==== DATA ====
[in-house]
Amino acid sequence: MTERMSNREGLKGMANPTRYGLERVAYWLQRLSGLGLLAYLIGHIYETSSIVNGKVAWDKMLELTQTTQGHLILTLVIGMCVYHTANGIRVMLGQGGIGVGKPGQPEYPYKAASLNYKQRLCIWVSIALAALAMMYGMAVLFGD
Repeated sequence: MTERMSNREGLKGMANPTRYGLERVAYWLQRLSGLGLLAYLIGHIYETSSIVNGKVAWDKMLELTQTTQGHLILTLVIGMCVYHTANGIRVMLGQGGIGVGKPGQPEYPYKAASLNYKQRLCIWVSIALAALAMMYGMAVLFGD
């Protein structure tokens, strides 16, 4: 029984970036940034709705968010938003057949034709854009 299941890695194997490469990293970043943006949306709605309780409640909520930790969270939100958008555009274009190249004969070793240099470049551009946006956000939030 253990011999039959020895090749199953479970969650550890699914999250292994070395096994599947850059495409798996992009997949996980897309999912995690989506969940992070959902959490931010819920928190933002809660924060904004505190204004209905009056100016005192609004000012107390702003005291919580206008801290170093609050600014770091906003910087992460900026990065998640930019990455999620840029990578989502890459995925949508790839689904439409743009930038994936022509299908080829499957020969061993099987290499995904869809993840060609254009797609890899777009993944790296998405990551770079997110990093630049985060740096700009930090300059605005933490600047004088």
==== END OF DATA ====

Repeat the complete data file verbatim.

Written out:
[in-house]
Amino acid sequence: MTERMSNREGLKGMANPTRYGLERVAYWLQRLSGLGLLAYLIGHIYETSSIVNGKVAWDKMLELTQTTQGHLILTLVIGMCVYHTANGIRVMLGQGGIGVGKPGQPEYPYKAASLNYKQRLCIWVSIALAALAMMYGMAVLFGD
Repeated sequence: MTERMSNREGLKGMANPTRYGLERVAYWLQRLSGLGLLAYLIGHIYETSSIVNGKVAWDKMLELTQTTQGHLILTLVIGMCVYHTANGIRVMLGQGGIGVGKPGQPEYPYKAASLNYKQRLCIWVSIALAALAMMYGMAVLFGD
């Protein structure tokens, strides 16, 4: 029984970036940034709705968010938003057949034709854009 299941890695194997490469990293970043943006949306709605309780409640909520930790969270939100958008555009274009190249004969070793240099470049551009946006956000939030 253990011999039959020895090749199953479970969650550890699914999250292994070395096994599947850059495409798996992009997949996980897309999912995690989506969940992070959902959490931010819920928190933002809660924060904004505190204004209905009056100016005192609004000012107390702003005291919580206008801290170093609050600014770091906003910087992460900026990065998640930019990455999620840029990578989502890459995925949508790839689904439409743009930038994936022509299908080829499957020969061993099987290499995904869809993840060609254009797609890899777009993944790296998405990551770079997110990093630049985060740096700009930090300059605005933490600047004088």